Open menu


Print PDF
Subscribe to Publications


Michigan Medicaid False Claims Act Revisions

January 16, 2009

Senate Bill 1622 (2008) was signed into law on December 31, 2008 .  PA 0421’08 amends Michigan ’s “Medicaid False Claim Act,” MCLA 400.601-400.613, to bring it into compliance with the federal Deficit Reduction Act and thus qualify Michigan for increased recoveries in Medicaid false claim cases.


The Medicaid False Claim Act (“MFCA”) was first enacted in 1977 and last amended in 2005 to add qui tam provisions, permitting private citizens to initiate civil actions in the name of the state, and prohibiting retaliation against whistleblowers and others who cooperate or assist in related investigations.  In 2006, President Bush signed the federal Deficit Reduction Act (“DefRA”) into law, under which financial incentives are awarded to states whose laws meet specified federal standards to encourage and facilitate qui tam actions.  42 U.S.C. § 1396h(b).  The U.S. Department of Health and Human Services Office of Inspector General (“OIG”) is responsible for reviewing state laws and evaluating their compliance with the federal standards, and the agency has published guidelines for performing those reviews.  71 Fed. Reg. 48552 ( Aug. 21, 2006 ).  Those states whose laws are found to comply with the federal standards are entitled to a 10% increase in their share of false claims recoveries. 

In a letter dated December 21, 2006 and a supplement dated July 24, 2008, OIG determined that Michigan ’s law did not comply with the federal standards.  SB 1622 and a similar bill in the Michigan House of Representatives were offered last term to remedy the identified deficiencies.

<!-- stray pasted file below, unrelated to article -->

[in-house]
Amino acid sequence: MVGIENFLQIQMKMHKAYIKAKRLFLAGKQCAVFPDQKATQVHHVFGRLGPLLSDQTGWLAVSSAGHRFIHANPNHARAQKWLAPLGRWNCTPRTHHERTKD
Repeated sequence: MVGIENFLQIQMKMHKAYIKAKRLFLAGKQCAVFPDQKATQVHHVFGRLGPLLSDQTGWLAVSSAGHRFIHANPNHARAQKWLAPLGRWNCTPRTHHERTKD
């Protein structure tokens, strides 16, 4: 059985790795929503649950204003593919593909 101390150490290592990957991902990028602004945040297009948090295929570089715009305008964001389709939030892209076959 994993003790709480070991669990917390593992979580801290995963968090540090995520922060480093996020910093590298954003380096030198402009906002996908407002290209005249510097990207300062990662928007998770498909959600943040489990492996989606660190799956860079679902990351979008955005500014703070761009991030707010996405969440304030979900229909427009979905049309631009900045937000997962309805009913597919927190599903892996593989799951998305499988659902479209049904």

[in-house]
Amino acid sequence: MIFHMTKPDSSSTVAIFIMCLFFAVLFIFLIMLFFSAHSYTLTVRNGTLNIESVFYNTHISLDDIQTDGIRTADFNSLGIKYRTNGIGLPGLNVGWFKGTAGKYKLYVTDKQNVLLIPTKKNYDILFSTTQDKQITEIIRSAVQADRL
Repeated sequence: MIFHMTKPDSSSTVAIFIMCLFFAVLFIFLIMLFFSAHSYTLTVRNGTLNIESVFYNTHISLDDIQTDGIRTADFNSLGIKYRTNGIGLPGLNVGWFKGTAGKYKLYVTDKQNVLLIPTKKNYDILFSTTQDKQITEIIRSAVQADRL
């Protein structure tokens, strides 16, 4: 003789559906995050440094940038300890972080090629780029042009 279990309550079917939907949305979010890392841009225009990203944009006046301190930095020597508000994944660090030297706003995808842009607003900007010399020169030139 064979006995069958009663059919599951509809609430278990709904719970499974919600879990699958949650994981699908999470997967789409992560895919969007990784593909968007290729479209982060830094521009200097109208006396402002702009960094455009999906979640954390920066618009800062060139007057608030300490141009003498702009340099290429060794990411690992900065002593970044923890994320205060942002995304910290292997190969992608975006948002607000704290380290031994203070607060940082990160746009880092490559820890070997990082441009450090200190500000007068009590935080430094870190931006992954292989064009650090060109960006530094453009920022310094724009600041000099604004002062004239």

As enacted, SB 1622:

–        Revises the term “deceptive” to recognize any omissions, not just material omissions, as potentially supporting false claim allegations.

–        Adopts a “deliberate ignorance” or “reckless disregard” standard for determining whether a defendant acted “knowingly” and therefore may be held liable for violating the law.  In addition, non-systemic mistakes or inaccuracies are no longer excluded from the definition of “knowing” or “knowingly,” and the law now provides that “proof of specific intent to defraud is not required” to demonstrate that a defendant acted “knowingly.”

–        Prohibits false records or statements intended “to conceal, avoid, or decrease an obligation to pay or transmit money or property to the state” relating to Medicaid and other claims under the Social Welfare Act.

–        Imposes civil penalties ranging between $5,000 and $10,000 per false claim, in addition to recoveries previously permitted under MFCA for improper payments and other damages.

–        Imposes a statute of limitations of 6 years following an alleged violation, or 3 years after the date on which the relevant facts are or should become known (previously no such limitation was included in the law).

–        Specifies that the burden of proof for civil actions brought under MFCA is a “preponderance of the evidence.”

The 2008 MFCA amendments collectively ease the path for the Michigan Attorney General or private whistleblowers pursuing false claims allegations in connection with the Michigan Medicaid program.  (Corresponding amendments were not made during the 2008 session to Michigan ’s Health Care False Claims Act, MCLA 752.1001-752.1011, which is similar to MFCA but applies to private health plan claims.)  Indeed, the MFCA amendments arguably make it easier to pursue a case under state law than under federal law, perhaps in anticipation of expected enhancements to the federal False Claims Act (two proposals, S. 2041 and H.R. 4854 died in the last Congress but are expected to be re-introduced).

The most effective tool to avoid exposure under the federal and state fraud and abuse laws is the adoption, implementation, and enforcement of a comprehensive compliance program.  Those providers who implemented employee and vendor education programs under DefRA in 2006 and 2007 to notify them of the existence of and their rights under federal and state false claims acts should review these materials to assure they accurately reflect MFCA as recently amended.

For more information about designing and implementing effective compliance programs to reduce exposure to civil and criminal liability, contact your Miller Canfield attorney or for information on defending whistleblower claims, contact:

Soni Mithani